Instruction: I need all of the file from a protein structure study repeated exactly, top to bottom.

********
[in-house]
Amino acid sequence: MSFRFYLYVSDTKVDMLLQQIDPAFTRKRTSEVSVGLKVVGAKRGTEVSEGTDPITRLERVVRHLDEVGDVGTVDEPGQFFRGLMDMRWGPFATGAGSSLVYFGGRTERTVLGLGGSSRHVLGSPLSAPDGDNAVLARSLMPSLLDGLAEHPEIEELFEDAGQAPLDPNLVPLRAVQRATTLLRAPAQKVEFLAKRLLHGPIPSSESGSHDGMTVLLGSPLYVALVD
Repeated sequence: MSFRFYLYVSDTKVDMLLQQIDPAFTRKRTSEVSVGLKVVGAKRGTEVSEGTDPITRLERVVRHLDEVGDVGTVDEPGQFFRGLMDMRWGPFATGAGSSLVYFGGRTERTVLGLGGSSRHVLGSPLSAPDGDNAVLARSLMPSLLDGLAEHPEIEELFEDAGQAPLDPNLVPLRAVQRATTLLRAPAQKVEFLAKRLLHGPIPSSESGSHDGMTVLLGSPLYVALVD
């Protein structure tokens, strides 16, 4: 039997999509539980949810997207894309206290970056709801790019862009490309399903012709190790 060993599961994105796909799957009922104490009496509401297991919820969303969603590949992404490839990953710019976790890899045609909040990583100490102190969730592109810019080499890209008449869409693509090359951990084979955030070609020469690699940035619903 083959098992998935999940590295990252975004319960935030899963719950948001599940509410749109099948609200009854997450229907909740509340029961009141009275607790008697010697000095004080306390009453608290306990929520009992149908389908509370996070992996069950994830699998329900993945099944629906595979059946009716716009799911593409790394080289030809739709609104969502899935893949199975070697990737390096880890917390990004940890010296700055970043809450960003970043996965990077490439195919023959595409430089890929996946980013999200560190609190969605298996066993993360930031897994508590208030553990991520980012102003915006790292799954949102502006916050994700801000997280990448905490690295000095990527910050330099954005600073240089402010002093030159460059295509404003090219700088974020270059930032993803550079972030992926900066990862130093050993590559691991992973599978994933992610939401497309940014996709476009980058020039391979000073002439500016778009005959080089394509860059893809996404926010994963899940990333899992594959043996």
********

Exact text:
[in-house]
Amino acid sequence: MSFRFYLYVSDTKVDMLLQQIDPAFTRKRTSEVSVGLKVVGAKRGTEVSEGTDPITRLERVVRHLDEVGDVGTVDEPGQFFRGLMDMRWGPFATGAGSSLVYFGGRTERTVLGLGGSSRHVLGSPLSAPDGDNAVLARSLMPSLLDGLAEHPEIEELFEDAGQAPLDPNLVPLRAVQRATTLLRAPAQKVEFLAKRLLHGPIPSSESGSHDGMTVLLGSPLYVALVD
Repeated sequence: MSFRFYLYVSDTKVDMLLQQIDPAFTRKRTSEVSVGLKVVGAKRGTEVSEGTDPITRLERVVRHLDEVGDVGTVDEPGQFFRGLMDMRWGPFATGAGSSLVYFGGRTERTVLGLGGSSRHVLGSPLSAPDGDNAVLARSLMPSLLDGLAEHPEIEELFEDAGQAPLDPNLVPLRAVQRATTLLRAPAQKVEFLAKRLLHGPIPSSESGSHDGMTVLLGSPLYVALVD
């Protein structure tokens, strides 16, 4: 039997999509539980949810997207894309206290970056709801790019862009490309399903012709190790 060993599961994105796909799957009922104490009496509401297991919820969303969603590949992404490839990953710019976790890899045609909040990583100490102190969730592109810019080499890209008449869409693509090359951990084979955030070609020469690699940035619903 083959098992998935999940590295990252975004319960935030899963719950948001599940509410749109099948609200009854997450229907909740509340029961009141009275607790008697010697000095004080306390009453608290306990929520009992149908389908509370996070992996069950994830699998329900993945099944629906595979059946009716716009799911593409790394080289030809739709609104969502899935893949199975070697990737390096880890917390990004940890010296700055970043809450960003970043996965990077490439195919023959595409430089890929996946980013999200560190609190969605298996066993993360930031897994508590208030553990991520980012102003915006790292799954949102502006916050994700801000997280990448905490690295000095990527910050330099954005600073240089402010002093030159460059295509404003090219700088974020270059930032993803550079972030992926900066990862130093050993590559691991992973599978994933992610939401497309940014996709476009980058020039391979000073002439500016778009005959080089394509860059893809996404926010994963899940990333899992594959043996």